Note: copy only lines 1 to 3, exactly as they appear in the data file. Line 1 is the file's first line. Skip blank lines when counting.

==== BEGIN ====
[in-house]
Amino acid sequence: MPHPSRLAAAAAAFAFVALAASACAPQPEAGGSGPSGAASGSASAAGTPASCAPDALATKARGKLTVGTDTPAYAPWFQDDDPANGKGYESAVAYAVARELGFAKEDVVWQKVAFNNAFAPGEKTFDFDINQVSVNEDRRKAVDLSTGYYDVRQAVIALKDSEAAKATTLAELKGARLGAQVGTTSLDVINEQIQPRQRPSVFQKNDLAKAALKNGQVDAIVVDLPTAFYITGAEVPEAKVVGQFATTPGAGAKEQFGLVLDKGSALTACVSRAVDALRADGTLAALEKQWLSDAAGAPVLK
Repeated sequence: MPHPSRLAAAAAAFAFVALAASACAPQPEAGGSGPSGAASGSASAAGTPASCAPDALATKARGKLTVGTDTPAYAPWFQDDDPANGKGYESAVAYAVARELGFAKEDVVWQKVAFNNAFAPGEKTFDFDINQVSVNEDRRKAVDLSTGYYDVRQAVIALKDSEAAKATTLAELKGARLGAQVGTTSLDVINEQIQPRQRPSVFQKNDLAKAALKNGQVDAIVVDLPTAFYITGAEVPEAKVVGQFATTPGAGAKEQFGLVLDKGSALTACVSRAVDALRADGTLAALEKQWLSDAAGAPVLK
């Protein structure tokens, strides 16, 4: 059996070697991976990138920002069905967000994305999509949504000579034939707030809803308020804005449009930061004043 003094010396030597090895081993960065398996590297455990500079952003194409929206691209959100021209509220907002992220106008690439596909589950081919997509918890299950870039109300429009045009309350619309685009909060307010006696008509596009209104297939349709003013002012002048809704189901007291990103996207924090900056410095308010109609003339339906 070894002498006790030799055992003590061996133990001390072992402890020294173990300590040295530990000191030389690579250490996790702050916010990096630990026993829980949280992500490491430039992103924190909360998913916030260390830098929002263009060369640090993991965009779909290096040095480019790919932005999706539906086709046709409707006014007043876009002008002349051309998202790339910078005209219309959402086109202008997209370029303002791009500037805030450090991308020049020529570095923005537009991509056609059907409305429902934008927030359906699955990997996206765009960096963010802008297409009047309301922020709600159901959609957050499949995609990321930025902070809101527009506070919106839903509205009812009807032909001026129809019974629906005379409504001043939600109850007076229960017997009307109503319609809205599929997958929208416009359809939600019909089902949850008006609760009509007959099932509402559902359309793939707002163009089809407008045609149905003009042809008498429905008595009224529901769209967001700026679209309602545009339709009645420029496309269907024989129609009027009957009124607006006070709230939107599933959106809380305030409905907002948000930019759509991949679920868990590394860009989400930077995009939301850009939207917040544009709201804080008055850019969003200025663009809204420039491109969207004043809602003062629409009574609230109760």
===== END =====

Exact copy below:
[in-house]
Amino acid sequence: MPHPSRLAAAAAAFAFVALAASACAPQPEAGGSGPSGAASGSASAAGTPASCAPDALATKARGKLTVGTDTPAYAPWFQDDDPANGKGYESAVAYAVARELGFAKEDVVWQKVAFNNAFAPGEKTFDFDINQVSVNEDRRKAVDLSTGYYDVRQAVIALKDSEAAKATTLAELKGARLGAQVGTTSLDVINEQIQPRQRPSVFQKNDLAKAALKNGQVDAIVVDLPTAFYITGAEVPEAKVVGQFATTPGAGAKEQFGLVLDKGSALTACVSRAVDALRADGTLAALEKQWLSDAAGAPVLK
Repeated sequence: MPHPSRLAAAAAAFAFVALAASACAPQPEAGGSGPSGAASGSASAAGTPASCAPDALATKARGKLTVGTDTPAYAPWFQDDDPANGKGYESAVAYAVARELGFAKEDVVWQKVAFNNAFAPGEKTFDFDINQVSVNEDRRKAVDLSTGYYDVRQAVIALKDSEAAKATTLAELKGARLGAQVGTTSLDVINEQIQPRQRPSVFQKNDLAKAALKNGQVDAIVVDLPTAFYITGAEVPEAKVVGQFATTPGAGAKEQFGLVLDKGSALTACVSRAVDALRADGTLAALEKQWLSDAAGAPVLK